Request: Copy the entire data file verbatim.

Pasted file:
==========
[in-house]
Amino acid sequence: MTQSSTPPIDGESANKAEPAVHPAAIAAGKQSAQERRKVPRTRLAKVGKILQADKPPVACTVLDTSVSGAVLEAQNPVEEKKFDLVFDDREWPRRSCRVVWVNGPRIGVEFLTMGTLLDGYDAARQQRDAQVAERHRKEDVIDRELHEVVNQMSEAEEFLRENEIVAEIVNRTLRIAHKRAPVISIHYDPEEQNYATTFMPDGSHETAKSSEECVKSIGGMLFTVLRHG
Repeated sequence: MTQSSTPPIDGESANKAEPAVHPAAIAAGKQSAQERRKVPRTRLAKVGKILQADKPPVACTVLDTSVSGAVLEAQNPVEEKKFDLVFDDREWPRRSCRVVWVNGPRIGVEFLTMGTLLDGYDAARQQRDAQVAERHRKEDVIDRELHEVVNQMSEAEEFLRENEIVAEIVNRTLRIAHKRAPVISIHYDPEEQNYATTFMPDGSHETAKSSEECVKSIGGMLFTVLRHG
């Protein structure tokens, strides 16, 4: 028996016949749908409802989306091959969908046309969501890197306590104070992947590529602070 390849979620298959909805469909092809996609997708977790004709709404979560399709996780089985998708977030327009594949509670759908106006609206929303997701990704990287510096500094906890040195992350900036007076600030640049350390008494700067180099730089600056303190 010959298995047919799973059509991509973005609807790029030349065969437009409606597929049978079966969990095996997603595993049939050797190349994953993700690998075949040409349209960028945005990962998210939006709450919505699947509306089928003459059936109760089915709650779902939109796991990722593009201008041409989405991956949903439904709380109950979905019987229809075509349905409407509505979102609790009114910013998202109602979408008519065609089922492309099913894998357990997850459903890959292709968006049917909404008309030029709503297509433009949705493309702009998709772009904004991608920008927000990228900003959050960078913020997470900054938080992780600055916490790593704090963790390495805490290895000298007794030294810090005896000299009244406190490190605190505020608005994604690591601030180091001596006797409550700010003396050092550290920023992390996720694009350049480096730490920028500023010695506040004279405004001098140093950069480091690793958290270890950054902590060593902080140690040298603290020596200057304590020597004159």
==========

[in-house]
Amino acid sequence: MTQSSTPPIDGESANKAEPAVHPAAIAAGKQSAQERRKVPRTRLAKVGKILQADKPPVACTVLDTSVSGAVLEAQNPVEEKKFDLVFDDREWPRRSCRVVWVNGPRIGVEFLTMGTLLDGYDAARQQRDAQVAERHRKEDVIDRELHEVVNQMSEAEEFLRENEIVAEIVNRTLRIAHKRAPVISIHYDPEEQNYATTFMPDGSHETAKSSEECVKSIGGMLFTVLRHG
Repeated sequence: MTQSSTPPIDGESANKAEPAVHPAAIAAGKQSAQERRKVPRTRLAKVGKILQADKPPVACTVLDTSVSGAVLEAQNPVEEKKFDLVFDDREWPRRSCRVVWVNGPRIGVEFLTMGTLLDGYDAARQQRDAQVAERHRKEDVIDRELHEVVNQMSEAEEFLRENEIVAEIVNRTLRIAHKRAPVISIHYDPEEQNYATTFMPDGSHETAKSSEECVKSIGGMLFTVLRHG
């Protein structure tokens, strides 16, 4: 028996016949749908409802989306091959969908046309969501890197306590104070992947590529602070 390849979620298959909805469909092809996609997708977790004709709404979560399709996780089985998708977030327009594949509670759908106006609206929303997701990704990287510096500094906890040195992350900036007076600030640049350390008494700067180099730089600056303190 010959298995047919799973059509991509973005609807790029030349065969437009409606597929049978079966969990095996997603595993049939050797190349994953993700690998075949040409349209960028945005990962998210939006709450919505699947509306089928003459059936109760089915709650779902939109796991990722593009201008041409989405991956949903439904709380109950979905019987229809075509349905409407509505979102609790009114910013998202109602979408008519065609089922492309099913894998357990997850459903890959292709968006049917909404008309030029709503297509433009949705493309702009998709772009904004991608920008927000990228900003959050960078913020997470900054938080992780600055916490790593704090963790390495805490290895000298007794030294810090005896000299009244406190490190605190505020608005994604690591601030180091001596006797409550700010003396050092550290920023992390996720694009350049480096730490920028500023010695506040004279405004001098140093950069480091690793958290270890950054902590060593902080140690040298603290020596200057304590020597004159």